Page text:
Narrative therapy is a method of therapy that separates a person from their problem. It encourages people to rely on their own skills to minimize problems that exist in their lives.
Throughout life, personal experiences become personal stories. People give these stories meaning, and the stories help shape a person’s identity. Narrative therapy uses the power of these stories to help people discover their life purpose. This is often done by assigning that person the role of “narrator” in their own story.
Who can Benefit?
This approach can be useful for anyone who feels like they are overwhelmed by negative experiences, thoughts, or emotions. Narrative therapy allows people to not only find their voice but to use their voice for good, helping them to become experts in their own lives and to live in a way that reflects their goals and values. It can be beneficial for individuals, couples, and families.
Narrative therapy can help people who are dealing with the following problems or concerns:
- Depression or Sadness
- Bipolar Disorder
- Substance Abuse or Misuse
- Parental Divorce or Discord
- Problems in School
- Explosive Behaviour
- Sexual Identity and/or Sexuality
- Post-Traumatic Stress Disorder (PTSD)/Responses to Trauma
- Other problems that interrupt or overtake happiness in one’s life
How does it Work?
There are a variety of techniques and exercises used in narrative therapy to help people heal and move past a problematic story. Some of the most used techniques include the following:
✽ Putting Together Your Narrative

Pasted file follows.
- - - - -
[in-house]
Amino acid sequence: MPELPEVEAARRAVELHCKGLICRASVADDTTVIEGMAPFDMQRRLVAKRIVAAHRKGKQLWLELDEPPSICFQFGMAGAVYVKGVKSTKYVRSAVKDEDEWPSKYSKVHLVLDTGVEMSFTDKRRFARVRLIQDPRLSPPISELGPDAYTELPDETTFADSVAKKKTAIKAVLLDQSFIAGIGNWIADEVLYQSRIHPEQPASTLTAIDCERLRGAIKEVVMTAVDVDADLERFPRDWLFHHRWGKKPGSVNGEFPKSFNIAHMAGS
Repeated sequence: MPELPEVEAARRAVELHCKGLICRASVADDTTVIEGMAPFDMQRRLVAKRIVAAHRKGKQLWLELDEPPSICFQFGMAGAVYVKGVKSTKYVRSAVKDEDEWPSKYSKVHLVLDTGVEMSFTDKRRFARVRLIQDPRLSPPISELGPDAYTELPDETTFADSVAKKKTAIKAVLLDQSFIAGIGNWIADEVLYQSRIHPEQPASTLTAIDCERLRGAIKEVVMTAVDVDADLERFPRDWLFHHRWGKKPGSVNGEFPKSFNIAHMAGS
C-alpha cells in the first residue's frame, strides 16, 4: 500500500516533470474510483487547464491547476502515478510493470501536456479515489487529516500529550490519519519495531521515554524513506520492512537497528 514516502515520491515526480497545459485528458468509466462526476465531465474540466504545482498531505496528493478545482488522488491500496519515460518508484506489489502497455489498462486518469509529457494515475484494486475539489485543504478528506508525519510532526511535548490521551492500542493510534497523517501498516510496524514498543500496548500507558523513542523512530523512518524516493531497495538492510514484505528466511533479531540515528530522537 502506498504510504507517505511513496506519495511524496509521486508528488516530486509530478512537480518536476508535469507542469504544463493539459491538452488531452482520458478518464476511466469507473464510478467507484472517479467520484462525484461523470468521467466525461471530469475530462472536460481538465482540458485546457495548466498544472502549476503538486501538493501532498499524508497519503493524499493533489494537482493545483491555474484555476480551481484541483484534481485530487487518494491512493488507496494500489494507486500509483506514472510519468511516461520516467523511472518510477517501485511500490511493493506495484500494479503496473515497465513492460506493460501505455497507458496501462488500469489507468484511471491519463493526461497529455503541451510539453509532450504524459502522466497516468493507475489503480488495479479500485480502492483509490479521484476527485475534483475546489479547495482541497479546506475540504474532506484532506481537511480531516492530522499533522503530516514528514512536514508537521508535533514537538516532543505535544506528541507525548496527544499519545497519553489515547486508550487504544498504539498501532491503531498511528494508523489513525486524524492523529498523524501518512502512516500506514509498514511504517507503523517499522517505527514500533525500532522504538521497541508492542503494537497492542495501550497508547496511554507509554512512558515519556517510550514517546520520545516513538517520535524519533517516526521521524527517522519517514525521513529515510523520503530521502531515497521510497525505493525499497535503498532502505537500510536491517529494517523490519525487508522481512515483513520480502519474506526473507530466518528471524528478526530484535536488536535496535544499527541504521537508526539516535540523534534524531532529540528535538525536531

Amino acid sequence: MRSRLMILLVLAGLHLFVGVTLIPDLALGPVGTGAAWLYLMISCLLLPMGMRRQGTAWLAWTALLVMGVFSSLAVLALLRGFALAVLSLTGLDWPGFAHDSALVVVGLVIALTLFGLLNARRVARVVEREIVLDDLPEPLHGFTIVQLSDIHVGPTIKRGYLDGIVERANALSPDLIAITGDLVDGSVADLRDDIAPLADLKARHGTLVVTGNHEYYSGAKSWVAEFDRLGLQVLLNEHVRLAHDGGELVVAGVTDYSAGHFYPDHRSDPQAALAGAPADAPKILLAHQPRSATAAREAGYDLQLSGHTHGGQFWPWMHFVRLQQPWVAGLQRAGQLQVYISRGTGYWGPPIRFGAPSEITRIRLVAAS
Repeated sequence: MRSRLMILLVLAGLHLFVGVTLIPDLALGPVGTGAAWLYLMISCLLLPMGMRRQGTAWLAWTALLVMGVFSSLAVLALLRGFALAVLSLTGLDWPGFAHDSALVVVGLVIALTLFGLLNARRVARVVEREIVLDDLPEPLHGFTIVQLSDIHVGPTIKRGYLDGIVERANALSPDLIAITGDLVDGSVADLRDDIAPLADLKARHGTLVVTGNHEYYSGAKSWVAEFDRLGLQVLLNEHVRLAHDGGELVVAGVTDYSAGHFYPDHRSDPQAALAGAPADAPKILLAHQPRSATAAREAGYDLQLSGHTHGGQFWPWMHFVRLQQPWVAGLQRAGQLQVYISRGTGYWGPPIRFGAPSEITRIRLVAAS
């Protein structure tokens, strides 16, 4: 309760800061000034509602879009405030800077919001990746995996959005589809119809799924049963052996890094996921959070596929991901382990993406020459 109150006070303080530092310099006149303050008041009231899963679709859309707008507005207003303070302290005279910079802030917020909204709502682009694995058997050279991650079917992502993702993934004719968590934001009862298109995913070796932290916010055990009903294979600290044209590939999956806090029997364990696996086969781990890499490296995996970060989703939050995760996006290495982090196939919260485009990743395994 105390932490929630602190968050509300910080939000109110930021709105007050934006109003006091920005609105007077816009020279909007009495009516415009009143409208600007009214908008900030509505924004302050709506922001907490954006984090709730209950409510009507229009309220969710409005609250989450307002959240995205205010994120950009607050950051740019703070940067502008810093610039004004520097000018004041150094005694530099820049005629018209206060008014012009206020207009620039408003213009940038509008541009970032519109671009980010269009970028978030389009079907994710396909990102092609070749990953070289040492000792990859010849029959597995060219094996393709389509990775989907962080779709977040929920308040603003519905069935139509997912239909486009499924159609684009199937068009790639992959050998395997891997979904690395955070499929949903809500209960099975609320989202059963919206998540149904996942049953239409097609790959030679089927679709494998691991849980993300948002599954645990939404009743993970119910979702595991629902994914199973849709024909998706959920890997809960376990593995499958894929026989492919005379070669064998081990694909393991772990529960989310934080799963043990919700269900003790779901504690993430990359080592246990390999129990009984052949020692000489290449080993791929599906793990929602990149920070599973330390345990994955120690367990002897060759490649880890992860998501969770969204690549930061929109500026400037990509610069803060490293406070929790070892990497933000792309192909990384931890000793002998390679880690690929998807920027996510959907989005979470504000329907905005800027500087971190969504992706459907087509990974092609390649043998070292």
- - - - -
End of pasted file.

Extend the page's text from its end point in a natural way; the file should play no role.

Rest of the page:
Narrative therapists help their clients put together their narrative. This process allows the individual to find their voice and explore events in their lives and the meanings they have placed on these experiences. As their story is put together, the person becomes an observer to their story and looks at it with the therapist, working to identify the dominant and problematic story.
Putting together the story of their lives also allows people to observe themselves. This helps create distance between the individual and their problems, which is called externalization. This distance allows people to better focus on changing unwanted behaviours.
Deconstruction is used to help people gain clarity in their stories. When a problematic story feels like it has been around for a long time, people might use generalized statements and become confused in their own stories. A narrative therapist would work with the individual to break down their story into smaller parts, clarifying the problem and making it more approachable.
✽ Unique Outcomes
When a story feels concrete, as if it could never change, any idea of alternative stories goes out the window. People can become very stuck in their story and allow it to influence several areas of their lives, impacting decision-making, behaviours, experiences, and relationships.